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This year, The Lawyer’s annual ranking of the largest UK law firms by turnover is available as an interactive, digital benchmarking tool. For the first time this will allow you to manipulate each data set against the metrics of your choice.
The UK healthcare industry covers a wide range of legal disciplines and within it, several can usually be counted on to be busy in terms of recruitment.
According to Jonathan Smyth, a consultant at DMJ Legal, there is at present the usual demand for defendant clinical negligence lawyers, particularly within the London market, mostly at the two-to-five PQE level.
“This has continued at a steady level over the past few years owing to the relatively small number of firms with an offering in this area within the London market,” adds Smyth. “We have also seen a rise in demand for lawyers with experience in healthcare regulatory work, particularly those with knowledge and experience of defending medical practitioners against regulatory investigations. Mental health remains a watching brief for a number of the specialist healthcare practices within the London market, given the rarity of experienced lawyers within this niche sector.”
The level of experience that firms are typically recruiting for at the moment depends on the legal discipline within this sector, although Smyth says the majority of the firms looking to hire are focusing their attention on junior to mid-level lawyers, again primarily those at the two-to-five PQE level.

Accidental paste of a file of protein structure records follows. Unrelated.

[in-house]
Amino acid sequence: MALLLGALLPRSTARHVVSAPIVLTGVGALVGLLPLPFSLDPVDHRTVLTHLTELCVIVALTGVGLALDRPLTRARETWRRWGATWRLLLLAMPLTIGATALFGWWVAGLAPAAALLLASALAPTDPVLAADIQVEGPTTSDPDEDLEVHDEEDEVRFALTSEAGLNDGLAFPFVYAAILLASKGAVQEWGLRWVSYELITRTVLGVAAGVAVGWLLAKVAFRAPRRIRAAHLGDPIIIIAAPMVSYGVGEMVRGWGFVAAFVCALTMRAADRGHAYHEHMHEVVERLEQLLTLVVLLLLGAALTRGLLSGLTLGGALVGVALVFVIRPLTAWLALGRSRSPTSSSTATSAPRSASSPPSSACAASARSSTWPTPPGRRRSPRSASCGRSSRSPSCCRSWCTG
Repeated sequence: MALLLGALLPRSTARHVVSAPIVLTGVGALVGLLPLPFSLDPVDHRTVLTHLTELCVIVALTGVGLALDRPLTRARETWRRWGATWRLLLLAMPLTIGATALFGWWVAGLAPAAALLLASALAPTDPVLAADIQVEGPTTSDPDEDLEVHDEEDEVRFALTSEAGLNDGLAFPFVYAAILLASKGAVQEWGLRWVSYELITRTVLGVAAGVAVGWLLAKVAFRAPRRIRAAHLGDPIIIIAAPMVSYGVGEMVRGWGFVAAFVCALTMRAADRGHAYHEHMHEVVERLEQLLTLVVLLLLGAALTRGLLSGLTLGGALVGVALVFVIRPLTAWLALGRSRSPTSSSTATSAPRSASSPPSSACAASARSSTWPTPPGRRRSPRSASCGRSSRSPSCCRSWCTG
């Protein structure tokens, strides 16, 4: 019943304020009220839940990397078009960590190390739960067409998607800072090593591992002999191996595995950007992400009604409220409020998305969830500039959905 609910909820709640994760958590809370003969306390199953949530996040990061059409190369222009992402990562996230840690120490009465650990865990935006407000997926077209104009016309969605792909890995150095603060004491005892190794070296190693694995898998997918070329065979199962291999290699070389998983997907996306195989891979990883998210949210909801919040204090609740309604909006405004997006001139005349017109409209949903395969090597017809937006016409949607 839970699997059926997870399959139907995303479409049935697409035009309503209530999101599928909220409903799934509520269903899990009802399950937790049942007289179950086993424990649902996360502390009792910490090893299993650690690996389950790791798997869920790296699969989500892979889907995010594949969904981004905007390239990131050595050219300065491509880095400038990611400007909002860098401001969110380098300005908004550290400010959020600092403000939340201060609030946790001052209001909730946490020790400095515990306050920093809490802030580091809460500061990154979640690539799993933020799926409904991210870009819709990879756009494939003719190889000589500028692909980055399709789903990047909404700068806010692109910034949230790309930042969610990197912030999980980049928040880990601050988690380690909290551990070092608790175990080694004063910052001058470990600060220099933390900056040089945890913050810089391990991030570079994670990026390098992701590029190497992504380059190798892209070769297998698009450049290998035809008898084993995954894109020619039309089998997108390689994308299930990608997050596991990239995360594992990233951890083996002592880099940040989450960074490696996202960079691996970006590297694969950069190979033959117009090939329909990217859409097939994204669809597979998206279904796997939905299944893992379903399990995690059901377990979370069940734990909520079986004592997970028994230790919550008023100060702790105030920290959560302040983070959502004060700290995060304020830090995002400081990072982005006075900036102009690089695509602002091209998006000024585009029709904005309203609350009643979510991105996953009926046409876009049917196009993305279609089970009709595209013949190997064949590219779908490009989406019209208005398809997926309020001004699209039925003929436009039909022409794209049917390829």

“Senior individuals are also of interest,” adds Smyth, “although we have seen one or two NQ roles appearing in the past few months.”
Healthcare can certainly be an area of opportunity for lawyers looking to make the move in-house, with the most obvious option for those with experience of the sector being a position with one of the regulators such as the General Medical Council, General Dental Council or Nursing and Midwifery Council.
There are also options within certain NHS trusts, says Smyth.
“Those with experience in more commercial disciplines with a healthcare focus in their client base may also consider in-house opportunities with private healthcare providers and insurers, however these have not been particularly forthcoming and are usually heavily over-subscribed in terms of applications,” he says.
In terms of other recruitment trends in the healthcare sector, Smyth says that although the recent reforms in the NHS, such as the merger of PCTs, might on the face of it look like they would create even more of a burden on budgets and staffing needs, they have actually contributed to an increase in headcount across a number of private practice firms with a healthcare focus.
“Healthcare firms are also finding themselves beginning to increase their headcount in areas that were not as prominent for them before, such as competition law,” he concludes.
At many levels. healthcare is one of the toughest sectors out there, but clearly there are opportunities for the right candidates.